Today for PianoTV’s Halloween series, we’re going to learn a snippet of a piece with tons of diminished chords – for more information on those, check out the previous video on diminished chords if you don’t know what I’m talking about. This fragment is Beethoven’s Sonata Pathetique introduction – and who cares that we’re not learning the full piece, which is at a very high level? This introduction is suitable for people who have been playing piano regularly for 6 months to a year. The other 20 minutes of the composition can be learned on a later date. 🙂
Sheet music for Beethoven’s Sonata Pathetique Introduction
Sonata Pathetique introduction – Backstory
This is Beethoven’s 8th piano sonata in C minor, opus 13, and it was written in 1798 when Beethoven was 27 years old. These crazy composers – when I was 27 I certainly wasn’t writing virtuoso-level sonatas.
This sonata is nicknamed “Pathetique” because it sounds so sad and tragic. It has three movements, and is about 20 minutes long – definitely check it out beyond the 1 minute or so introduction we’re doing today because it’s awesome.
Learning Points of the Sonata Pathetique introduction
Key signature: This is one we’ve never done before, C minor. C minor has three flats, so watch out for those Bs, Es, and As.
Italian: Grave (pronounced GRAH-vay) basically means to play super slow and solemn, somewhere around 50 beats per minute. Con Pedale simply means “with pedal”, so you’ll want to keep your ears open for appropriate places to lift – generally for each chord change.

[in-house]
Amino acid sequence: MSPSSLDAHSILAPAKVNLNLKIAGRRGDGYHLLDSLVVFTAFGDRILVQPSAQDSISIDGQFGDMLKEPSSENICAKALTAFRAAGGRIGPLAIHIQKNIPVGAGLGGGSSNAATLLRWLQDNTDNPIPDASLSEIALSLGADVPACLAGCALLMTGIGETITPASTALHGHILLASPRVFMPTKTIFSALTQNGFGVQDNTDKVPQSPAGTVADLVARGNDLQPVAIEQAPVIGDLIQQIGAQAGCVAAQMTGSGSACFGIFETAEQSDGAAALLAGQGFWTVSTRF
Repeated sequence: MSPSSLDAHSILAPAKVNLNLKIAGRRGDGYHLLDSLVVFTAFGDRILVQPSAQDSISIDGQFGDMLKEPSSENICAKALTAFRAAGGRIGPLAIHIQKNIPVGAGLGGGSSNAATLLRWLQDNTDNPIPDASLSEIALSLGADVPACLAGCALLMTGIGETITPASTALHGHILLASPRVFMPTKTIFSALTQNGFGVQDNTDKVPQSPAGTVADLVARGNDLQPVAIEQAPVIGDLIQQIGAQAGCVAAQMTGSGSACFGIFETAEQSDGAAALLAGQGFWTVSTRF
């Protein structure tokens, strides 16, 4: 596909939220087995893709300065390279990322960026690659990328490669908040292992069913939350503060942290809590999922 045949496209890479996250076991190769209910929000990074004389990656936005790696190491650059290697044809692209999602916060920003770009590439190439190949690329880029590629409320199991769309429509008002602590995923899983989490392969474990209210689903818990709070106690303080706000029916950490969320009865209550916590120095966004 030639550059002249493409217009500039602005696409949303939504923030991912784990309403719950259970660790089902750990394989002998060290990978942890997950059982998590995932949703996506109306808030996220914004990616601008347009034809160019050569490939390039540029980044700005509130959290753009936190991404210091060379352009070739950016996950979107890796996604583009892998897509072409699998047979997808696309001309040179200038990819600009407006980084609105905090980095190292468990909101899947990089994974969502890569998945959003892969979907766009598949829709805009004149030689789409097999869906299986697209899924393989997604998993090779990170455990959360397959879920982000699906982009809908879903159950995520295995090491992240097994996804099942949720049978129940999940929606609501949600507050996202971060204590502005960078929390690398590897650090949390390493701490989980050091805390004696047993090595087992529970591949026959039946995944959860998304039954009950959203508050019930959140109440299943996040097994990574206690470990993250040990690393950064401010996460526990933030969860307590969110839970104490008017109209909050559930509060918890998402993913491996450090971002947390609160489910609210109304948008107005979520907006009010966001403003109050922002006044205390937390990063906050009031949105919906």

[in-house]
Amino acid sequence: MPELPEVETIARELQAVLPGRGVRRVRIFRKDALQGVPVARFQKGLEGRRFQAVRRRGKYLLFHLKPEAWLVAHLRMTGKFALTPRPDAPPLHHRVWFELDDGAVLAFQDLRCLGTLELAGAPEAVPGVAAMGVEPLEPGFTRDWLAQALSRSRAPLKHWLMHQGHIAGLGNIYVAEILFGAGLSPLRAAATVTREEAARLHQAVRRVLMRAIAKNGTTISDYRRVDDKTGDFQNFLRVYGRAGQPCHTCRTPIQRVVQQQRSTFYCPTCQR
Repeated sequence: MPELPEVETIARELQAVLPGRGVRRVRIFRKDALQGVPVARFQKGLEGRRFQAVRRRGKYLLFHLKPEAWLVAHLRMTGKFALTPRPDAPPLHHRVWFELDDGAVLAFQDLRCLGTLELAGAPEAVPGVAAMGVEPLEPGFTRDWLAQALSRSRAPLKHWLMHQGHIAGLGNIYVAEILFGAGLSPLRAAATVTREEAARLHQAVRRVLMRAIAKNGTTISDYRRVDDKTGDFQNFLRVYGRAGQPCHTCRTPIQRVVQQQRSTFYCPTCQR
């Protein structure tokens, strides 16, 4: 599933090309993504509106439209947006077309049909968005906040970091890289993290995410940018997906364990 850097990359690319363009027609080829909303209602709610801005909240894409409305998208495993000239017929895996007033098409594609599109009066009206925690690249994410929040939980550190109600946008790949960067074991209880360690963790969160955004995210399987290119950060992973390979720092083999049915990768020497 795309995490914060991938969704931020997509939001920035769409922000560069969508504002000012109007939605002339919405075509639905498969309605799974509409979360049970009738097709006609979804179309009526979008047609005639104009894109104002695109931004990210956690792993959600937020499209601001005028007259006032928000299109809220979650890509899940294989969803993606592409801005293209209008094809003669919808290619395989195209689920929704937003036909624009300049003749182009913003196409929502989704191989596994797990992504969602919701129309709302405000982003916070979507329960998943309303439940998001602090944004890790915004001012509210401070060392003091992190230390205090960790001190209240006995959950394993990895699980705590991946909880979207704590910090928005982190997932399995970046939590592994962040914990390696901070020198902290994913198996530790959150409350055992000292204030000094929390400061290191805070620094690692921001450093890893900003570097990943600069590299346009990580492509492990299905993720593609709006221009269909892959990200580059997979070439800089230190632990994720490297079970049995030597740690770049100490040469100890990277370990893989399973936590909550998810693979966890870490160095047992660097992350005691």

Dynamics: When you have an “f” and a “p” right beside each other, it’s basically telling you to crank out the first set of notes and then instantly become quiet. Because forte means loud, and piano means quiet.
In the second measure, we have an F# diminished 7th – F#, A, C, Eb.
In the very next measure, we have Ab, B, D, F – another diminished 7th.
Then we have an Eb diminished 7th on the 5th bar, Eb, F#, A, C – the same notes as the first diminished 7th, but in a different configuration. And so on. This song is full of diminished 7ths!
A note on the sheet music
This sheet music arrangement of the introduction sounds exactly like the original, with the exception of the end. I simplified this run to a reverse 16th note scale – you’ll notice the original is a little faster and busier in this section, but this simplification does the trick.
(It is an Eb major scale, going in reverse – Eb major scale has the same key signature as C minor – three flats – so even though this intro begins in C minor, it ends in its relative major key, Eb.)
That’s about all I can tell you about the Sonata Pathetique introduction – aside from a quick note on how to practice. Like many songs, I think it’s important to take this piece one line at a time, and really work on keeping consistent fingering and building your memory. Go extremely slow (slower than Grave) so that you can keep it accurate – it’s not useful practicing wrong notes.